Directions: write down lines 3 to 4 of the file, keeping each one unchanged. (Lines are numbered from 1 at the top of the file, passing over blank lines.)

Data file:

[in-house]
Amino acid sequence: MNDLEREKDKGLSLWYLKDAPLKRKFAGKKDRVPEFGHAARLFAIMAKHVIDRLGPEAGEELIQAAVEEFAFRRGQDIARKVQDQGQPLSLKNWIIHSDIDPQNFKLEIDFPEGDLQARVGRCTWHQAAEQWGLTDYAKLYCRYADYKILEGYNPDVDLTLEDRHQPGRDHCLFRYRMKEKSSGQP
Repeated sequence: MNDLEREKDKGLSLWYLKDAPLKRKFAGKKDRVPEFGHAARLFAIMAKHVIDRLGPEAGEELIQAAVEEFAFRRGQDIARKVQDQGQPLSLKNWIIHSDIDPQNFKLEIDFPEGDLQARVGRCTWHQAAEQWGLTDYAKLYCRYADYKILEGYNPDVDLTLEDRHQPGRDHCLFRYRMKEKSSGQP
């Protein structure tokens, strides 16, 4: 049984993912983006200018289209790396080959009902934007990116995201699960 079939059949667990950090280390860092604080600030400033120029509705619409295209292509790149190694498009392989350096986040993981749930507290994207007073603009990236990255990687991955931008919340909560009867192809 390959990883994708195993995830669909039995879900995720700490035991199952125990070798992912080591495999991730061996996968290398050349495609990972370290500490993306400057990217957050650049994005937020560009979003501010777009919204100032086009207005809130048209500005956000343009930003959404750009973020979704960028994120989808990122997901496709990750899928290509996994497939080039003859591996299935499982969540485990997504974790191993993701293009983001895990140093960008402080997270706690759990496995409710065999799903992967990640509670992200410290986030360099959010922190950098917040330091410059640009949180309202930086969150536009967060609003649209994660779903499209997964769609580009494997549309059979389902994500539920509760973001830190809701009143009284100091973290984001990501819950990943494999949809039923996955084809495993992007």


Repeated sequence: MNDLEREKDKGLSLWYLKDAPLKRKFAGKKDRVPEFGHAARLFAIMAKHVIDRLGPEAGEELIQAAVEEFAFRRGQDIARKVQDQGQPLSLKNWIIHSDIDPQNFKLEIDFPEGDLQARVGRCTWHQAAEQWGLTDYAKLYCRYADYKILEGYNPDVDLTLEDRHQPGRDHCLFRYRMKEKSSGQP
């Protein structure tokens, strides 16, 4: 049984993912983006200018289209790396080959009902934007990116995201699960 079939059949667990950090280390860092604080600030400033120029509705619409295209292509790149190694498009392989350096986040993981749930507290994207007073603009990236990255990687991955931008919340909560009867192809 390959990883994708195993995830669909039995879900995720700490035991199952125990070798992912080591495999991730061996996968290398050349495609990972370290500490993306400057990217957050650049994005937020560009979003501010777009919204100032086009207005809130048209500005956000343009930003959404750009973020979704960028994120989808990122997901496709990750899928290509996994497939080039003859591996299935499982969540485990997504974790191993993701293009983001895990140093960008402080997270706690759990496995409710065999799903992967990640509670992200410290986030360099959010922190950098917040330091410059640009949180309202930086969150536009967060609003649209994660779903499209997964769609580009494997549309059979389902994500539920509760973001830190809701009143009284100091973290984001990501819950990943494999949809039923996955084809495993992007």